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Origin and Habitat: It is a common species widespread in an ample territory comprising: Cambodia, China (Guangxi, Hainan), Laos, Myanmar (Tanintharyi),Thailand (East, Northeast, Southeast), Vietnam and peninsular Malaysia.
Altitude: Up to 700 metres a.s.l.
Habitat: Arenga caudata is an understory palm often found on limestone outcrops in lowland rain forest or deciduous forest.
- Arenga caudata (Lour.) H.E.Moore
Arenga caudata (Lour.) H.E.Moore
Principes 4: 114 (1960)
- Arenga caudata (Lour.) H.E.Moore
- Blancoa caudata (Lour.) Kuntze
- Borassus caudatus Lour.
- Didymosperma caudatum (Lour.) H.Wendl. & Drude
- Wallichia caudata (Lour.) Mart.
- Didymosperma caudatum var. stenophyllum Becc.
- Didymosperma caudatum var. tonkinense Becc.
- Didymosperma tonkinense (Becc.) Becc. ex Gagnep.
ENGLISH: Caudate Wallich's palm
CHINESE (中文): 双籽棕 shuang zi zong
Description: Arenga caudata is an extremely variable low growing, suckering palm with dense, compact, clumping habit, 1,2-1,5 m tall and up to 2,1 m in diameter, that shows many leaf variations. The many local forms and varieties cannot satisfactorily distinguished and, perhaps, some of them should be recognized at the species level.
Stems: Multistemmed up to 1,5 m tall and 1-2 cm in diameter, semelparous.
Leaves: Up to 1 metre long, green to dark green on the upper surface, silver-white on the lower surface, ending in a triangular (wedge-shaped) leaflets, lateral leaflets ( pinnae) up to 10 per side of rachis (rarely blade undivided), not born on a short stalk, linear to rhomboidal without basal ear, briefly lobed along margins, with elongate praemorse apexes more or less regularly arranged and spreading in the same plane except for basal few pinnae, middle pinnae to 20 cm, to 7 cm wide at mid-point. Leaf petioles to 40 cm; rachis to 50 cm; Leaves are indeed very variable, some forms have extremely thin leaflets while others have very wide, unusual ones. The typical form has fishtail leaflets.
Inflorescence: Solitary (or some time male ones multiple at each node) up to 50 cm long, spicate or 2-3 branched. Male rachillae 1(-3), 16-20 cm; male flowers 5-8 mm; sepals about 1 mm; petals 5-8 mm; stamens 13-15; female rachilla 1, to 30 cm; female flowers about 5 mm; sepals about 1 mm; petals 2-3 mm
Fruit: Oval to oblong up to 15 mm long and 8 mm in diameter, pea like in shape and size, cm long and 0,8 cm in diameter, red at maturity.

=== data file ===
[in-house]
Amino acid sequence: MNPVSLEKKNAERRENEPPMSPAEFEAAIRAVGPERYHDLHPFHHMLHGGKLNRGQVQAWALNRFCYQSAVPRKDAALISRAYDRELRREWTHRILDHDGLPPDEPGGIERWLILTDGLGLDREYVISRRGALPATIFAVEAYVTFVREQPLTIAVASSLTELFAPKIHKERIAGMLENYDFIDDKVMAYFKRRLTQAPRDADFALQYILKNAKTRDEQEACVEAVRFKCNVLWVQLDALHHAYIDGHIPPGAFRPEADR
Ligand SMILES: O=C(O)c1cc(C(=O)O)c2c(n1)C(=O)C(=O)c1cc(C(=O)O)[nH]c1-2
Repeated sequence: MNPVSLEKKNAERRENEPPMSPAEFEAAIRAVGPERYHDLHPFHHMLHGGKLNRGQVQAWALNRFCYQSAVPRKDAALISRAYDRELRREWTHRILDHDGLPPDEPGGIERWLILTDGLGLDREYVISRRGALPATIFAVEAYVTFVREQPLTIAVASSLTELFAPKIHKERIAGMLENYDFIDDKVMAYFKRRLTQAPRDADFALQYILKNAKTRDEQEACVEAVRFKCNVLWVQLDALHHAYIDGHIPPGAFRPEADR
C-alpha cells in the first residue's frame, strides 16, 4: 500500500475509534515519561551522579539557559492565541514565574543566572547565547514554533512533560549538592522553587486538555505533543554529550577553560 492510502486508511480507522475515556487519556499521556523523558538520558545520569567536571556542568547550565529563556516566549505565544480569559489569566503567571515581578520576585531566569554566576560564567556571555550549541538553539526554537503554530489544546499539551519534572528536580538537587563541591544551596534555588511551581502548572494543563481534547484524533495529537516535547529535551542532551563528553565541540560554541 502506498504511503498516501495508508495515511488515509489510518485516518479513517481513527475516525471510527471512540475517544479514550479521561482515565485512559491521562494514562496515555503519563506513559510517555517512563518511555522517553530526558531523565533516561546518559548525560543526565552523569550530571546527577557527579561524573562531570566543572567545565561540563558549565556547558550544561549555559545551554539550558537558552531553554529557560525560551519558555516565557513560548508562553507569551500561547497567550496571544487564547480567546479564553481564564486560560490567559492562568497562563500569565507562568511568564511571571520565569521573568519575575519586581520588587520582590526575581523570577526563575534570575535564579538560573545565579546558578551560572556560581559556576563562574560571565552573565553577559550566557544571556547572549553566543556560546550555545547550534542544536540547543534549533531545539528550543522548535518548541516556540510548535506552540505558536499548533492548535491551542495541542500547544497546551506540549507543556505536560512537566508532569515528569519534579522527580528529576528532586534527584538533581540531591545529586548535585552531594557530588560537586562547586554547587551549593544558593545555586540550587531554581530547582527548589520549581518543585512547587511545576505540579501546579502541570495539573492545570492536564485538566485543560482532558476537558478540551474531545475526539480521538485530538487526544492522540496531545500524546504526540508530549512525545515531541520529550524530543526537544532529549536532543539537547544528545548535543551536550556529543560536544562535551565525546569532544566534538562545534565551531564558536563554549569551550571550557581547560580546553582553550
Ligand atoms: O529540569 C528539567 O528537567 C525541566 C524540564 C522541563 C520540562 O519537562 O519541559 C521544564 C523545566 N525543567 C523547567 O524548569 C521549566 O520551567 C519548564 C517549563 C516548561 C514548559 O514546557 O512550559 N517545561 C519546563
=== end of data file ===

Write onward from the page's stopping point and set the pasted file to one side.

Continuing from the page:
Bibliography: Major references
1) Don Ellison, “Anthony Ellison Cultivated Palms Of The World” UNSW Press, 01/mag/2001. Page 26.
2) Andrew Henderson “Palms of Southern Asia” Princeton University Press, 27/apr/2009 Page 31
3) www.eFloras.org flora of China - Arenga caudata http://www.efloras.org/florataxon.aspx?flora_id=2&taxon_id=200027005
Cultivation and Propagation: This is an excellent understory palm very highly sought after by palm collectors, but scarcely known in cultivation. It is adapt to warm temperate to tropical climates in humid regions, especially along with rainforests and, once established, will grow quite fast and does well in cultivation. In general it does not like hot, drying suns, winds, salt or bad water.
Soil requirements: It has a fibrous root system and benefits from deep organic, acidic, sandy loam soils that are fertile and well drained but thrives on wide range of tropical soils, like coastal marine alluvial clays, soils of volcanic origin, acid sands and other coastal alluviums. Waterlogged, highly lateritic, extremely sandy, stony or peaty soils should be avoided.
Watering: In cultivation it hates low humidity. During the summer or warmer months, water frequently to keep the soil from drying out. Avoid tap-water and filter or reverse osmosis water may be favourable for potted plant.
Light: Will grow better in full shade, but tolerates morning sun. Seedlings like a more sheltered area.
Fertilization: Need a perfect fertilizer diet including all micro nutrients and trace elements.
Aerosol salt tolerance: It is moderately salt tolerant, but does a lot better inland then it does on the coast.
Hardiness: It is suited for tropical or subtropical climate, but can handle some frost (USDA Zones 9b-12)
Wind hardiness: it needs wind protection.
Garden uses: It is rarely cultivated, but is an excellent understory palm if you can water it regularly. It is ideal where garden space is limited and a small clumping plant is required. It is also an excellent potted palm.
Hazard: It is fairly harmless, except for the seeds (oxylates).
Traditional uses: The leaves are used to wave hats.
Propagation: Seeds or division of larger cluster. Germination can be erratic and slow, taking from 8 to 20 weeks and benefit from soaking.
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